While the UN devotes its human rights operations to the demonization of the democratic state of Israel above all others and condemns the United States more often than the vast majority of non-democracies around the world, the voices of real victims around the world must be heard.
Alexei Navalny's family is asking the Russian government to allow them to move him from a Siberian hospital to a hospital in Berlin, after doctors refused to authorize the transfer.
Navalny, an outspoken critic of President Vladimir Putin, remains in a coma due to an apparent poisoning.
Navalny's wife, Yulia, has sent a letter to the Kremlin formally requesting approval to evacuate him. An emergency medical plane is waiting to take the politician from a hospital in Omsk to specialists in Germany. But doctors at Omsk Emergency Hospital No. 1 say his condition is too unstable to allow for travel.
Navalny spokeswoman Kira Yarmysh disputes that assertion, accusing doctors in Omsk of having no interest in treating Navalny, but in covering up a crime. She was traveling with the opposition figure Thursday when he suddenly fell ill.
A clearly frustrated Yulia Navalny spoke to the media outside the hospital, calling the situation "outrageous" and saying that it is "clear authorities are trying to hide something from us. We demand they let us take him to doctors we trust," according to a translation by journalist Oliver Carroll of The Independent.
German doctors in Omsk were allowed to visit the hospital on Friday - but Yulia Navalny was not permitted to speak to them, and witnesses say the doctors were whisked out of the facility and driven away. Police and security officials blocked journalists and people from Navalny's camp from approaching the vehicle.
Yarmysh posted a video from inside the hospital showing what she said were officers turning Yulia Navalny away when she went in search of the doctors. Some of those men were in plainclothes; others wore fatigues.
After the German doctors left, Yarmysh said via Twitter that they had determined Navalny can be safely transferred to Berlin via the specially equipped plane.
"The plane that departed from Nuremberg to pick up Navalny was organized by the Cinema for Peace foundation," The Moscow Times reports. "The German NGO had previously airlifted Pussy Riot activist Pyotr Verzilov to Germany after he suffered a suspected poisoning in 2018."
On Friday, Alexander Murakhovsky, the chief physician at the Omsk hospital, said the staff has diagnosed Navalny with a metabolic disorder, linked to a drop in blood sugar.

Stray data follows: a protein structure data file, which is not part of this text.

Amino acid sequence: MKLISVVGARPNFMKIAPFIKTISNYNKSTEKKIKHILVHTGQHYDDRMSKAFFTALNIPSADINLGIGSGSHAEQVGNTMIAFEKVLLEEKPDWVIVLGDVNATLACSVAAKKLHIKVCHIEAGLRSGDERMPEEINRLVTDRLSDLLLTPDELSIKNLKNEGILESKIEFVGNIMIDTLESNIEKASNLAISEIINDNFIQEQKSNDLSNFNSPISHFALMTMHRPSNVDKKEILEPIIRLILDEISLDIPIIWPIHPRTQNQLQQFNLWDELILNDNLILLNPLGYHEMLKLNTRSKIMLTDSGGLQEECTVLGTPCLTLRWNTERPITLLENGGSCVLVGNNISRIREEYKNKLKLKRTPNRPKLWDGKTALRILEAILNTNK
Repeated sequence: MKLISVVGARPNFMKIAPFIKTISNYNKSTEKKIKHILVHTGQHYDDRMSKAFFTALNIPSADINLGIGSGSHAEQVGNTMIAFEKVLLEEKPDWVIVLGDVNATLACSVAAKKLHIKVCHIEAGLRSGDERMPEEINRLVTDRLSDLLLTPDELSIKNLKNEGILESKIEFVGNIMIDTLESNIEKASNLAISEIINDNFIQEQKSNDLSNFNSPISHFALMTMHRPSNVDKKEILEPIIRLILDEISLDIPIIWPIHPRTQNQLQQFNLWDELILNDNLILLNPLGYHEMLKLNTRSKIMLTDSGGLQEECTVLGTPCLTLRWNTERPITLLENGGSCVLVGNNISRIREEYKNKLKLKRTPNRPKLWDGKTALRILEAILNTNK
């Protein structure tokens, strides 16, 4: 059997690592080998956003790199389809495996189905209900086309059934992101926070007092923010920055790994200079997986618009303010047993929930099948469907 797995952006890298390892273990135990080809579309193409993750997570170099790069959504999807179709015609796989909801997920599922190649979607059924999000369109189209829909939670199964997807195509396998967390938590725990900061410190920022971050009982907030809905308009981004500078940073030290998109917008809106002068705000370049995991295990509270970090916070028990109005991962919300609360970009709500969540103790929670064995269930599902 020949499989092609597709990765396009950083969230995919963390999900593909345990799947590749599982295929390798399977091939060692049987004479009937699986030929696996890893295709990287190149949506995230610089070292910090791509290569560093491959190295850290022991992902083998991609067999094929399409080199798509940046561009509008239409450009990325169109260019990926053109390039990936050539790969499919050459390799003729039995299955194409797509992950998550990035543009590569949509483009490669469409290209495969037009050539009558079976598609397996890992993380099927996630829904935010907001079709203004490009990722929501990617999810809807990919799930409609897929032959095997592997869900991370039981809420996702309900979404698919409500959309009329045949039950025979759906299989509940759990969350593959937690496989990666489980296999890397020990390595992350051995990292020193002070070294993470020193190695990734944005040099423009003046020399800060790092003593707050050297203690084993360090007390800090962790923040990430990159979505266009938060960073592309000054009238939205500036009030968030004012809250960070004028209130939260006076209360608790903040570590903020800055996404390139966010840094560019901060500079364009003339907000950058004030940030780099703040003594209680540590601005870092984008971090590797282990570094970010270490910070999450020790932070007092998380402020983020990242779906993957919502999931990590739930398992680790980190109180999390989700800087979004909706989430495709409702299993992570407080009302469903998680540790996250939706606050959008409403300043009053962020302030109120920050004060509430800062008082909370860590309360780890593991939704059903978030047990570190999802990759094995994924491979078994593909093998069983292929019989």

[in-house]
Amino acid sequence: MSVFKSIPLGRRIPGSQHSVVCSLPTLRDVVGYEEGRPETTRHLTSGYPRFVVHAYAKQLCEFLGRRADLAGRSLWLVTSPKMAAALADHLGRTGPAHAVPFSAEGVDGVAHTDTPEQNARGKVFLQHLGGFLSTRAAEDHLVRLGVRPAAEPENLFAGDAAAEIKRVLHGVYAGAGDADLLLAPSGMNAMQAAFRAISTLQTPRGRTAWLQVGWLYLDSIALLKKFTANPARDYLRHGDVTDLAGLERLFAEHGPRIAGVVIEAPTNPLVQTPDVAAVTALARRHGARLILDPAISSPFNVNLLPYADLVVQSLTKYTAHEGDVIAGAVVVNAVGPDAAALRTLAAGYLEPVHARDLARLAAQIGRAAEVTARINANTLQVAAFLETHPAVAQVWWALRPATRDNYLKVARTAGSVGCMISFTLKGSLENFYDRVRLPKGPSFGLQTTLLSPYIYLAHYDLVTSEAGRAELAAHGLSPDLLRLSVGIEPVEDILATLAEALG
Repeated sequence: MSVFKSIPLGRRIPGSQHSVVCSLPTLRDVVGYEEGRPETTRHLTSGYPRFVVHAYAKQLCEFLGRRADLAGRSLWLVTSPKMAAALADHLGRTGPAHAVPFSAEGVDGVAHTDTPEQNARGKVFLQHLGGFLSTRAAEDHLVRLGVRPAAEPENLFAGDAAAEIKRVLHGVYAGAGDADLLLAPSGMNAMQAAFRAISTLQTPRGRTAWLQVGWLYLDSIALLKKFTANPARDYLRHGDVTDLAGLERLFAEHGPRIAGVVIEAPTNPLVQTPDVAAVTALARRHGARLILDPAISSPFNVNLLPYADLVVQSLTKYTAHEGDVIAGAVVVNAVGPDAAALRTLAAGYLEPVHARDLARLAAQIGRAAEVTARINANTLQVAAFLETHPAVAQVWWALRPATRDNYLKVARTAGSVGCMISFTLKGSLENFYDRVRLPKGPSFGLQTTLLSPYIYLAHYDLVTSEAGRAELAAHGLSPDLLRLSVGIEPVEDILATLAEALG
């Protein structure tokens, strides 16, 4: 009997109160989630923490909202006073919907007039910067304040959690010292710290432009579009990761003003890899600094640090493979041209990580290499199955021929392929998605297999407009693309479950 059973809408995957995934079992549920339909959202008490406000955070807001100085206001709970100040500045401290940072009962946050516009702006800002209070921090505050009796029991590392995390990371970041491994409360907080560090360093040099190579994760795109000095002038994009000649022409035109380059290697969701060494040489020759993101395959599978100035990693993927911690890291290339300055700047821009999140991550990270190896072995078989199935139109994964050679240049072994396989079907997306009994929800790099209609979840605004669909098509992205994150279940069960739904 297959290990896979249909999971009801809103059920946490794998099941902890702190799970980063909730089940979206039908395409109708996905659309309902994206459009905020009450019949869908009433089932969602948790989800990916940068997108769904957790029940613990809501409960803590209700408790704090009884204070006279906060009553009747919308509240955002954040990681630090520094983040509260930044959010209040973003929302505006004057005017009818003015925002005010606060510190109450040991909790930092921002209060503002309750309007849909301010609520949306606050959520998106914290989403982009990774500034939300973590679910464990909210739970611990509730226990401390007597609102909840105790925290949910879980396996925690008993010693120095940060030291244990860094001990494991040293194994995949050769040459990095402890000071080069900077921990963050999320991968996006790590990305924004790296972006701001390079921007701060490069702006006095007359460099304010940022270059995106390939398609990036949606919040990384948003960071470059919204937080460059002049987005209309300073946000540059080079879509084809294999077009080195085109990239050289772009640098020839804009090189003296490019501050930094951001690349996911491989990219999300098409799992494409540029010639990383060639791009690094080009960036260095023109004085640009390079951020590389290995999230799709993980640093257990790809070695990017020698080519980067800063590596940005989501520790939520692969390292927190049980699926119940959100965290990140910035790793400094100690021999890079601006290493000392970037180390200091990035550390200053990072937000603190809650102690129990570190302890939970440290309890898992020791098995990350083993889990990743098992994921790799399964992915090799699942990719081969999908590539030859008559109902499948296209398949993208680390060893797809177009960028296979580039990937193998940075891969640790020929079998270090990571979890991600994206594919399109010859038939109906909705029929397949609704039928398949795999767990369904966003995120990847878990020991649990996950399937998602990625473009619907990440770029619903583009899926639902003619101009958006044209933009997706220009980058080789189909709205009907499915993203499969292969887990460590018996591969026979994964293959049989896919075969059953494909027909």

"This is really contradictory information because officials have told Navalny's colleagues that, in fact, a toxic substance had been found and that it's so poisonous that people around him have to wear protective suits," NPR's Lucian Kim reports.
The diagnosis presents a paradox, says Navalny's doctor, Anastasy Vasilyeva, who flew to Omsk on Thursday. If Navalny is suffering from a blood sugar imbalance rather than exposure to a potentially lethal toxin, she says, why not allow him to be moved to Berlin's Charité hospital?
Accusing Murakhovsky of "mean-spirited doublespeak," Vasilyeva said via Twitter that the metabolic disorder was caused by poison – and she offered her own explanation for the delay in approving his transfer.
"If he's been diagnosed with nothing more than a metabolic disorder, why not let Alexei go to Berlin? This is because they're waiting for three days so that his system clears the poison and it becomes impossible to detect in Europe the presence of a toxic substance in his body," Vasilyeva said, according to a translation by the Interfax news agency.
Both Vasilyeva and Yarmysh are posting images from inside the Omsk hospital, seeking to counter officials who say conditions there are no worse than at the Charité clinic. Their photos show battered walls and hallways, and conditions that look to be less than pristine.
Navalny's aides and family say he was poisoned when he drank tea at an airport in Tomsk before taking off for Moscow on Thursday morning. He lapsed into unconsciousness soon afterward, forcing an emergency landing in Omsk – and prompting widespread speculation that yet another Putin foe had been poisoned.
Navalny, 44, is a powerful force for Russia's opposition, with a large online following that has grown despite scant coverage of him in state-approved media channels. He rose to fame by investigating corruption and mobilizing against Putin's regime - and he attempted to run against Putin in the 2018 presidential election but was barred from doing so.
This is the second time Navalny has possibly been poisoned. The first instance came last summer, when he was hospitalized days after being jailed for calling for street protests. A number of Kremlin foes have been poisoned or killed during Putin's 20 years in power.
Recent high-profile cases include the use of a Novichok nerve agent to poison former KGB spy Sergei Skripal and his daughter Yulia in the U.K. But Navalny's possible poisoning also brings to mind the targeted killing of Kremlin critic and former spy Alexander Litvinenko, who died after drinking tea that was laced with polonium-210 in a London hotel.